Can I split my retirement income with my spouse to save taxes?

Many Canadians wonder if they can pay less tax in retirement by splitting their income with their spouse. The basic answer is yes, and here's how it works.

When you retire, you will likely have several sources of income, including pension income, income from investments, and possibly even income from part-time work. You can choose to split this income with your spouse for tax purposes.

Income splitting can be a great way to reduce your overall tax bill. It works by transferring income from a higher-earning spouse to a lower-earning spouse. This can help to reduce the amount of tax you pay.

There are a few rules to keep in mind when income splitting.

First, you can only split pension income with a spouse or common-law partner. You cannot split investment income, such as income from stocks, bonds, or mutual funds.

Second, you can only split income that is eligible for the pension income tax credit. This includes most types of pension income, such as income from a defined benefit pension plan or a Registered Retirement Income Fund (RRIF) but only after you have turned 65.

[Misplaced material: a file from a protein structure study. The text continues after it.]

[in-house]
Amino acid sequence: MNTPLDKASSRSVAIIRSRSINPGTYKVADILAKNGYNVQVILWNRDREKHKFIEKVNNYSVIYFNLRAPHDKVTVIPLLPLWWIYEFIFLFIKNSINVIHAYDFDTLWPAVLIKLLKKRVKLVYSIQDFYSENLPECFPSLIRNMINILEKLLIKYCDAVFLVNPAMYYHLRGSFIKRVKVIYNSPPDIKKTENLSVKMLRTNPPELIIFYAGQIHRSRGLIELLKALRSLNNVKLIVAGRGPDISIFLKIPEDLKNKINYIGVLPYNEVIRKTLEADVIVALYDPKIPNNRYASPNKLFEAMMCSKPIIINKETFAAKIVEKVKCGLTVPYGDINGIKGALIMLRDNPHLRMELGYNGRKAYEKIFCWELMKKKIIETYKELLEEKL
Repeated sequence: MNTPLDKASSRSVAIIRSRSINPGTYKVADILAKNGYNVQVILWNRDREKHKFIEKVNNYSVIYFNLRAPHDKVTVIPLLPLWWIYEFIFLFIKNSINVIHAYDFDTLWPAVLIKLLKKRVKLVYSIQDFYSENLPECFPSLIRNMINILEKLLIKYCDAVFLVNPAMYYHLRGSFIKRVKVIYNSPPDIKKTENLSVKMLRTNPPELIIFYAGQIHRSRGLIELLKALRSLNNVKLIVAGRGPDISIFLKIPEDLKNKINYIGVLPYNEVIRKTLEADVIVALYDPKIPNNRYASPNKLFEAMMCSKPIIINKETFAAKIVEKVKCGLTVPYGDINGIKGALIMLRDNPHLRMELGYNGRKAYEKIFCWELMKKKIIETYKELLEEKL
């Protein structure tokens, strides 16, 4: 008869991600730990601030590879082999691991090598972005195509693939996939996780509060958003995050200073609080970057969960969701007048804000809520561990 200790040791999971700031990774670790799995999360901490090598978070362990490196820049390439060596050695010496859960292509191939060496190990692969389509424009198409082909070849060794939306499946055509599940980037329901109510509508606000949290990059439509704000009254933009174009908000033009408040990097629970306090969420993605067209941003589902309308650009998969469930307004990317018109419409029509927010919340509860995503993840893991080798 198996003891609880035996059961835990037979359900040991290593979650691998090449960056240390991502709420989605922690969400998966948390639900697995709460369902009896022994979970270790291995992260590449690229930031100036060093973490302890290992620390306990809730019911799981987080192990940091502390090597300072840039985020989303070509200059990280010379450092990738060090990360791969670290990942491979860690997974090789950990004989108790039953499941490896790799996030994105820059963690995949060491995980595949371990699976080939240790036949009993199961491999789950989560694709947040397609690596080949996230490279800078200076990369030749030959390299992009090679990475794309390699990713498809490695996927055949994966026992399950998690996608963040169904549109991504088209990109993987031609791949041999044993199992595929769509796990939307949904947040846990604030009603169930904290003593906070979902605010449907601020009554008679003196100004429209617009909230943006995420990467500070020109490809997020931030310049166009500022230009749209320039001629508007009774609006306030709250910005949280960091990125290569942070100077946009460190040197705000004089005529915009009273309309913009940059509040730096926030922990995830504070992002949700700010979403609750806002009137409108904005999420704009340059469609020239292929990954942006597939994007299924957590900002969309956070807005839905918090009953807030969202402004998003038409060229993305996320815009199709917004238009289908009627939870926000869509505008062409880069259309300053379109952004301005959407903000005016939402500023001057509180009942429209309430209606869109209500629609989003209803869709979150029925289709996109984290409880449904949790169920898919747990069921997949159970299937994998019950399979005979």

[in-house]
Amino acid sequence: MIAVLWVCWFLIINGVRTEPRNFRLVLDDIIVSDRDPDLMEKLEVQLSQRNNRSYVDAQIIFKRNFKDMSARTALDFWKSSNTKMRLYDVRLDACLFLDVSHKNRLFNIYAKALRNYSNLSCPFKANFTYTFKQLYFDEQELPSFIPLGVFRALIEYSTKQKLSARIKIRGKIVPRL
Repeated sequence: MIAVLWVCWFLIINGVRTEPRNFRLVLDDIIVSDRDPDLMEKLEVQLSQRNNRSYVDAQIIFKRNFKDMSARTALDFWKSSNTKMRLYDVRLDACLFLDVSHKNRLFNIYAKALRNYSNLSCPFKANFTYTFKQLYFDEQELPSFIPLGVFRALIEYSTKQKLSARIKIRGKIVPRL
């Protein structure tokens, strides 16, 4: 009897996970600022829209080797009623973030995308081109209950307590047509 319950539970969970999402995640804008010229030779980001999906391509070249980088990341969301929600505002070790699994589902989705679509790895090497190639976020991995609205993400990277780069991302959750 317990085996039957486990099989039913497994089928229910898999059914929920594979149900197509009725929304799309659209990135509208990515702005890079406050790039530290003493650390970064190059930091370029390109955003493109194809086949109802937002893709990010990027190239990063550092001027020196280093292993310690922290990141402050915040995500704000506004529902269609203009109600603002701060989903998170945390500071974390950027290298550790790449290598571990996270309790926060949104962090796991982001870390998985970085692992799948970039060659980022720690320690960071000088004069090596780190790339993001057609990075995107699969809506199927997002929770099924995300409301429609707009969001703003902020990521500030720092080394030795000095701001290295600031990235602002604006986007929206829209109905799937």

Third, you can only split income that you receive in the year you retire. You cannot split income that you receive in future years.

Fourth, the total amount of income that you and your spouse split cannot exceed your combined retirement income.

Finally, you need to file a tax return to claim the income splitting deduction.

If you have any questions about income splitting, be sure to speak to a qualified tax professional.

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Always seek advice from your financial planner. If you are a member of one of the BC Public Sector Pensions plans, you can see what the Pension Corporation says about your situation. Their pages provide a detailed summary of your options.